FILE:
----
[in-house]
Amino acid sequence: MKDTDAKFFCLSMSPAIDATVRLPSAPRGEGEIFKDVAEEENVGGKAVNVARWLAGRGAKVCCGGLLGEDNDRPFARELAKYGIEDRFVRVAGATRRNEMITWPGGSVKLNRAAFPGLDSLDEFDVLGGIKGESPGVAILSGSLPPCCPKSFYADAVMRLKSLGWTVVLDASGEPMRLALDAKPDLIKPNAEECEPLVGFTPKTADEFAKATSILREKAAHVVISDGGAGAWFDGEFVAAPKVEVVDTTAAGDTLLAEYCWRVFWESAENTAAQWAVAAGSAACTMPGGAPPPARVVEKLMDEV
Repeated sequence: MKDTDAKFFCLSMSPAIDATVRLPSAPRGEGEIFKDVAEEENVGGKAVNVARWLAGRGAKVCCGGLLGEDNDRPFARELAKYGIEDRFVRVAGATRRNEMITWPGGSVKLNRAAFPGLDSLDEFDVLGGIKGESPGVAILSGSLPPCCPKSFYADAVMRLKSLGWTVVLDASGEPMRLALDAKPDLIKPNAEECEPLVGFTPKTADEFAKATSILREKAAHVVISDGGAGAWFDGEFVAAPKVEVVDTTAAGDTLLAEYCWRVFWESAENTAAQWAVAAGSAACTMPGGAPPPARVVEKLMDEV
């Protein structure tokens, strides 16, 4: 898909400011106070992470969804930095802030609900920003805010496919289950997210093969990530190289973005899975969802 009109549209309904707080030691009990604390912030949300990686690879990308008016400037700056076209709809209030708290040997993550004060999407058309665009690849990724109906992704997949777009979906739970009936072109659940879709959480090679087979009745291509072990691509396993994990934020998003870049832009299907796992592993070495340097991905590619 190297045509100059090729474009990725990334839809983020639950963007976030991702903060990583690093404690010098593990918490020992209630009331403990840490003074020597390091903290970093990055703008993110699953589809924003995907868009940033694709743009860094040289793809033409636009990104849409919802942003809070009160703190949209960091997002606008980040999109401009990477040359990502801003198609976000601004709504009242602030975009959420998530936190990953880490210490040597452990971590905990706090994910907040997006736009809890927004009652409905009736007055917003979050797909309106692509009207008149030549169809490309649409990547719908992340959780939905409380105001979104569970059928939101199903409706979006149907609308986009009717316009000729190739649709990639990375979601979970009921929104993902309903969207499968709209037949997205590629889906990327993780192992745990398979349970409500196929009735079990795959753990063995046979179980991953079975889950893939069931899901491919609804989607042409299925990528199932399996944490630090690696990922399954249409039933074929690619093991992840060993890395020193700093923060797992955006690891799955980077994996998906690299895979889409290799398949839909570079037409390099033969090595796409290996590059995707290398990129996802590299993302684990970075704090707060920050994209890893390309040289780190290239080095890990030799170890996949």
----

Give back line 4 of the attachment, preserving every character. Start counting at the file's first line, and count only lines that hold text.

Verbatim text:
């Protein structure tokens, strides 16, 4: 898909400011106070992470969804930095802030609900920003805010496919289950997210093969990530190289973005899975969802 009109549209309904707080030691009990604390912030949300990686690879990308008016400037700056076209709809209030708290040997993550004060999407058309665009690849990724109906992704997949777009979906739970009936072109659940879709959480090679087979009745291509072990691509396993994990934020998003870049832009299907796992592993070495340097991905590619 190297045509100059090729474009990725990334839809983020639950963007976030991702903060990583690093404690010098593990918490020992209630009331403990840490003074020597390091903290970093990055703008993110699953589809924003995907868009940033694709743009860094040289793809033409636009990104849409919802942003809070009160703190949209960091997002606008980040999109401009990477040359990502801003198609976000601004709504009242602030975009959420998530936190990953880490210490040597452990971590905990706090994910907040997006736009809890927004009652409905009736007055917003979050797909309106692509009207008149030549169809490309649409990547719908992340959780939905409380105001979104569970059928939101199903409706979006149907609308986009009717316009000729190739649709990639990375979601979970009921929104993902309903969207499968709209037949997205590629889906990327993780192992745990398979349970409500196929009735079990795959753990063995046979179980991953079975889950893939069931899901491919609804989607042409299925990528199932399996944490630090690696990922399954249409039933074929690619093991992840060993890395020193700093923060797992955006690891799955980077994996998906690299895979889409290799398949839909570079037409390099033969090595796409290996590059995707290398990129996802590299993302684990970075704090707060920050994209890893390309040289780190290239080095890990030799170890996949």